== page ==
Pope's Meeting With Roman Clergy (Part 1 of 3)
"Contemplation Is Expressed in Works of Charity"
VATICAN CITY, MARCH 10, 2007 (Zenit) - Here is the first part of the Vatican translation of Benedict XVI's Feb. 22 session of questions-and-answers with Roman clergy.
Parts 2 and 3 will be published on Sunday and Monday.
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LENTEN MEETING WITH THE CLERGY OF ROME
ADDRESS OF HIS HOLINESS BENEDICT XVI
Hall of Blessings
Thursday, 22 February 2007
The first question was addressed to the Holy Father by Mons. Pasquale Silla, Rector at the Shrine of Santa Maria del Divino Amore at Castel di Leva, not far from Rome. Mons. Silla recalled Benedict XVI's Visit to the Shrine on 1 May 2006 and his request to the parish community for powerful prayer for the Bishop of Rome and his collaborators, as well as for the priests and faithful of the Diocese. In response to this request, the community of Our Lady of Divine Love attempted to give the best possible quality to prayer in all its forms, especially liturgical prayer: one of the results of this commitment is the Perpetual Adoration of the Eucharist that will begin at the Shrine on 25 March. In the field of charity, the Shrine is concentrating on broadening its outreach, especially in the area of welfare for minors, families and the elderly. In this perspective, Mons. Silla asked Pope Benedict XVI for practical instructions to enable the Shrine to play an increasingly effective role in the Diocese.
Pope Benedict XVI: I would like first of all to say that I am glad and happy to feel here that I am truly the Bishop of a large Diocese. The Cardinal Vicar said that you are expecting light and comfort. And I must say that to see so many priests of all generations is light and comfort to me. Above all, I have already learned something from the first question, and to my mind this is another essential element of our Meeting. Here I can hear the actual living voices of parish priests and their pastoral experiences; thus, above all I can learn about your concrete situation, your queries, your experiences and your difficulties, and live them not only in the abstract but in authentic dialogue with real parish life.
I now come to the first question. It seems to me, basically, that you have also supplied the answer as to what this Shrine can do. ... I know that this Marian Shrine is the one best loved by the people of Rome. During the several Visits I paid to the ancient Shrine, I also felt the age-old devotion. One senses the presence of the prayer of generations and one can almost tangibly feel Our Lady's motherly presence.
In the encounter with Mary, it is truly possible to experience an encounter with the centuries-old Marian devotion as well as with the desires, needs, sufferings and joys of the generations. Thus, this Shrine, visited by people with their hopes, questions, requests and sufferings, is an essential factor for the Diocese of Rome.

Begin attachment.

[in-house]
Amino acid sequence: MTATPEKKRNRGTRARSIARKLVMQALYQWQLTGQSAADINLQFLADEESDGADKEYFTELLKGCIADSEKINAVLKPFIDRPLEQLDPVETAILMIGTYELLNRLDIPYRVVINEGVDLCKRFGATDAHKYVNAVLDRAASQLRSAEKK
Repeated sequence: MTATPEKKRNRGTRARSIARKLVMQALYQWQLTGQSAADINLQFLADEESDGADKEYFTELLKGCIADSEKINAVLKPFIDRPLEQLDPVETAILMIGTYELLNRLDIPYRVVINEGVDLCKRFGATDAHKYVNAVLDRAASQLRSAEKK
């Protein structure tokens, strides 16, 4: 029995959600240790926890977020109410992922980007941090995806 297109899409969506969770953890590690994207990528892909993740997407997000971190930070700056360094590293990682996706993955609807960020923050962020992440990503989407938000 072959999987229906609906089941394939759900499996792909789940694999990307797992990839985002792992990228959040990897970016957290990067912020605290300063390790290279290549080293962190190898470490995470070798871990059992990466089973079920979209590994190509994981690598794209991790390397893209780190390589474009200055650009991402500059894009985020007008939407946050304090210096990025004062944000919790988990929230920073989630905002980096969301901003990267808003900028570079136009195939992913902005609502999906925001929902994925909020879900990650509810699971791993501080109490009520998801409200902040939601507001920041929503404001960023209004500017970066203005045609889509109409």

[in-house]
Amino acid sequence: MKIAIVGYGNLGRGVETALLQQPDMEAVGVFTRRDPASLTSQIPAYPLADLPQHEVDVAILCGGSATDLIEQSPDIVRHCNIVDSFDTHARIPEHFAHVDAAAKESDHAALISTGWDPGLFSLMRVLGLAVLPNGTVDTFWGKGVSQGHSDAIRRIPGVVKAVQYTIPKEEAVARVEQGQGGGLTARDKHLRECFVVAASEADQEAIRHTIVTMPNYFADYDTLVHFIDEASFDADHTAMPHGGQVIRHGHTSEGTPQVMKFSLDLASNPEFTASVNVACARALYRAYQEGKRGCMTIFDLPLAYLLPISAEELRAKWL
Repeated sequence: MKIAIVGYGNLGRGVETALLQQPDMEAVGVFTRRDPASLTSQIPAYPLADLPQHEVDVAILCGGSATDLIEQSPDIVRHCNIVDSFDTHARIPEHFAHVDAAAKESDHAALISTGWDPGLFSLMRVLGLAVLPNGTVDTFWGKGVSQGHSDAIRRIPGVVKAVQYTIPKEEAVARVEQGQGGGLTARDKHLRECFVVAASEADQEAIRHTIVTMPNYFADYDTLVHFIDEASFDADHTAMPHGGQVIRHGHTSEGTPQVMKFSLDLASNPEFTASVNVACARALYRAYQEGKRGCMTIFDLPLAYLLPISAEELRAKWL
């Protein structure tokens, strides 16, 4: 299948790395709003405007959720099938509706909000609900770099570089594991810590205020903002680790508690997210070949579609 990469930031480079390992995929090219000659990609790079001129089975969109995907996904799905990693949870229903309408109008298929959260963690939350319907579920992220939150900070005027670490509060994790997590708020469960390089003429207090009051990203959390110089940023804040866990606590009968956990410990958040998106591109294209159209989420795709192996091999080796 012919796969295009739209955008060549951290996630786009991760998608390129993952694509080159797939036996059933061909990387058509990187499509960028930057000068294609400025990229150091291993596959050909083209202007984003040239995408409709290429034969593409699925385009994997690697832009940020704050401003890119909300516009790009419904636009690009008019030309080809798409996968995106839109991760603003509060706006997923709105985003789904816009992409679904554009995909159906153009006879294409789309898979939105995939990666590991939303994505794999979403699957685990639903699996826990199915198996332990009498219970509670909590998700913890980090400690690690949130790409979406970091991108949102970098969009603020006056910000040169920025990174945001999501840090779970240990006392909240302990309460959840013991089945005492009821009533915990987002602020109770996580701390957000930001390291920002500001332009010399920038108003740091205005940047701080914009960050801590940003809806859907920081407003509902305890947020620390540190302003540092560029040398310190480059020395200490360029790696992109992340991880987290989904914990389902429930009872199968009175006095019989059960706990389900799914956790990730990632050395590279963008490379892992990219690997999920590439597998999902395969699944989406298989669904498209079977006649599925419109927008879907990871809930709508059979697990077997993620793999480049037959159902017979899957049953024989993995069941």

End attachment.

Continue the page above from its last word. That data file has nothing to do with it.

We are seeing more and more that Shrines are a source of life and faith in the universal Church, hence, also in the Church of Rome. In my Country, I had the experience of making pilgrimages on foot to our national Shrine of Alt÷tting. It is an important popular mission.
Young people in particular go there. As pilgrims walking for three days, they experience the atmosphere of prayer and an examination of conscience and rediscover, as it were, their Christian awareness of the faith. These three days of pilgrimage on foot are days of confession and prayer, they are a true journey towards Our Lady, towards the family of God and also towards the Eucharist.
Pilgrims go on foot to Our Lady, and with Our Lady they go to the Lord, to the Eucharistic encounter, preparing themselves for interior renewal with confession. They live anew the Eucharistic reality of the Lord who gives himself, just as Our Lady gave her own flesh to the Lord, thereby opening the door to the Incarnation.
Our Lady gave her flesh for the Incarnation and thereby made possible the Eucharist, where we receive the Flesh that is Bread for the world. In going to the encounter with Our Lady, young people themselves learn to offer their own flesh, their daily life, so that it may be given over to the Lord. And they learn to believe and little by little to say "yes" to the Lord.
I would therefore say, to return to the question, that the Shrine as such, as a place of prayer, confession and the celebration of the Eucharist, provides a great service in the Church today for the Diocese of Rome. I therefore think that the essential service, of which, moreover, you have spoken in practical terms, is precisely that of providing a place of prayer, of sacramental life and of a life of practised charity.
If I have understood correctly, you spoke of four dimensions of prayer. The first is personal. And here Mary shows us the way. St Luke says twice that the ...
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